1.7 – Selecting the partition
Now we need to select the partition where our file is located, probably the correct partition will be the partition with the highest number of sectors. From the navigation menu select
1.8 – Find our file directory
We found our file folder, and look who's there in red! Our deleted file lives!
1.9 – Recovering the deleted file
Now to recover our files we need to select our file and press " ç ". Then you will need to choose which directory you want to recover the file to and if everything works out a message like the following should appear: "Copy done! 1 ok, 0 failed".
Ready! If you did all the steps and got the success message, your file will be safe. Make sure its content is still intact, if something went wrong, repeat all the steps. And if you've done all the steps, maybe your partition type cannot be restored using TestDisk, ext4 for example, but don't worry… We can use another tool that is installed together with the TestDisk package, Photorec!
2 – How to recover deleted files on Linux using Photorec
Unfortunately, the steps above are not possible for some types of partitions (ext3 and ext4 for example), to recover deleted files on this type of partition we will need to go through a process a little more boring and using another program. Keeping in mind that this method can be used for practically all other types of partitions as well.
The process may take a little longer depending on the amount of deleted files you have on disk that have the same extension as the one you want to recover.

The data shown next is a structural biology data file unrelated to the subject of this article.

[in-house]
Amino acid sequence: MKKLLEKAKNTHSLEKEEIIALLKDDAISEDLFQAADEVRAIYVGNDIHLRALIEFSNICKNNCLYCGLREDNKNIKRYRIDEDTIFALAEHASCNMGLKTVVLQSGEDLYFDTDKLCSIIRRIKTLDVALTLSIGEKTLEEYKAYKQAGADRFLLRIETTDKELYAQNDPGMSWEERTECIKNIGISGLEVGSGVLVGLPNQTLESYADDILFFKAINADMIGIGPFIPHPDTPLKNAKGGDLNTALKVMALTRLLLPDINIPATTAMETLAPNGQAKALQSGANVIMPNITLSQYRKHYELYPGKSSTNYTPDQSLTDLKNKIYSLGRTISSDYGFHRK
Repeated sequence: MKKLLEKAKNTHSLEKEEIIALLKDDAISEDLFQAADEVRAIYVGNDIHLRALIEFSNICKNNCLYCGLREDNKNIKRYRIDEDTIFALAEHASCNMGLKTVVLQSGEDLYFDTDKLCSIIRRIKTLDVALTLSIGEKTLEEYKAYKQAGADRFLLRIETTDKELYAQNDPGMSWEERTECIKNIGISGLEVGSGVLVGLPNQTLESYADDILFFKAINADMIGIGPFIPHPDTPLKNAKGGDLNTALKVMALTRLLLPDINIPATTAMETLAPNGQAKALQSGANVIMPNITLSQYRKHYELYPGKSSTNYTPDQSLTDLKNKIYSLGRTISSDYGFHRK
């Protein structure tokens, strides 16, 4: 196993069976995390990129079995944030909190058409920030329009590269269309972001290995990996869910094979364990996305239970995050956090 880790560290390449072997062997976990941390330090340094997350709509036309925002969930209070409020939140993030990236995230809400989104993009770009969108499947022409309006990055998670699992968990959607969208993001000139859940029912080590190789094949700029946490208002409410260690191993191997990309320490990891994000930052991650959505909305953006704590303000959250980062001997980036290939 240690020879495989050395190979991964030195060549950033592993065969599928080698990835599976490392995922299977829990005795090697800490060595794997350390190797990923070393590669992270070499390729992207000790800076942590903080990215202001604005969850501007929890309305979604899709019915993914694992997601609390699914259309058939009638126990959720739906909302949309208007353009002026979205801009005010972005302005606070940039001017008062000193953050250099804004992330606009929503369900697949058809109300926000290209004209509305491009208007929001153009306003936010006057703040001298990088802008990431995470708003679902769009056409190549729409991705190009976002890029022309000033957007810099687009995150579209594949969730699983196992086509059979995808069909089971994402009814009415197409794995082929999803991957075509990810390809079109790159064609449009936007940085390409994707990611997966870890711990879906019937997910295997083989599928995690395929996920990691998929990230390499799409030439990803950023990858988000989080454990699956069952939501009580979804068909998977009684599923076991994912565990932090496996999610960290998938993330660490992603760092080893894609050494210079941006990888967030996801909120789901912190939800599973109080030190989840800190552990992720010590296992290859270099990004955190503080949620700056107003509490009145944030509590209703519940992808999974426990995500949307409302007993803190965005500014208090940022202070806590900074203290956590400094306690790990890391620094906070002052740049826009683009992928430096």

Let's say I deleted a file called curriculum.doc .
2.1 – Running Photorec
run the command
sudo photorec on your terminal to start the recovery program.
2.2 – Selecting file types
Select the type of files we want to recover, the more specific it is, the less time it will take to recover our file. click the button "s" to deselect all options and look for the extension of your file, in our case .doc . Once you have selected all the extensions you want, click "B" to save the new configuration and then click enter on the quit option to return to the main menu.
2.3 – Selecting the partition
Select the partition, and with Search selected press enter.
In this step, we need to select the type of our partition, select it according to your need, in our case the automatic selection has already set the correct option.
2.4 – Selecting the search mode
Select the free option for a faster search only in deallocated memory spaces, or if you prefer, search the entire partition.
2.5 – Selecting the destination folder
Now we need to select which folder we want our recovered files to be sent to, I recommend that you create a folder on a different disk than the one you are trying to recover. I created a folder called Recovery on the main drive to upload the recovered files. Navigate until you find the desired destination and then press the "c" key to start the recovery.
2.6 – Performing file recovery
Photoreco's search process tends to take longer than TestDrive's because it scans the entire partition looking for all deleted files with the extensions we've selected to search for, you can follow the process and check in real time if any files have already been retrieved to the folder selected in the last step.
2.7 – Finding the recovered file
In the destination folder you will see that one or more folders
retrieve_dir.* will be created, they will contain the recovered files, if you notice that there are many folders to look for your file, use the command
find . -name *filename*.doc to recursively find the desired file.
As you have seen, deleting a file is not the end of the world, there are ways to recover our files even if they don't appear in the trash. But let's not just rely on "luck", always try to be very careful when deleting and executing commands in the terminal, some commands and situations can be irreversible.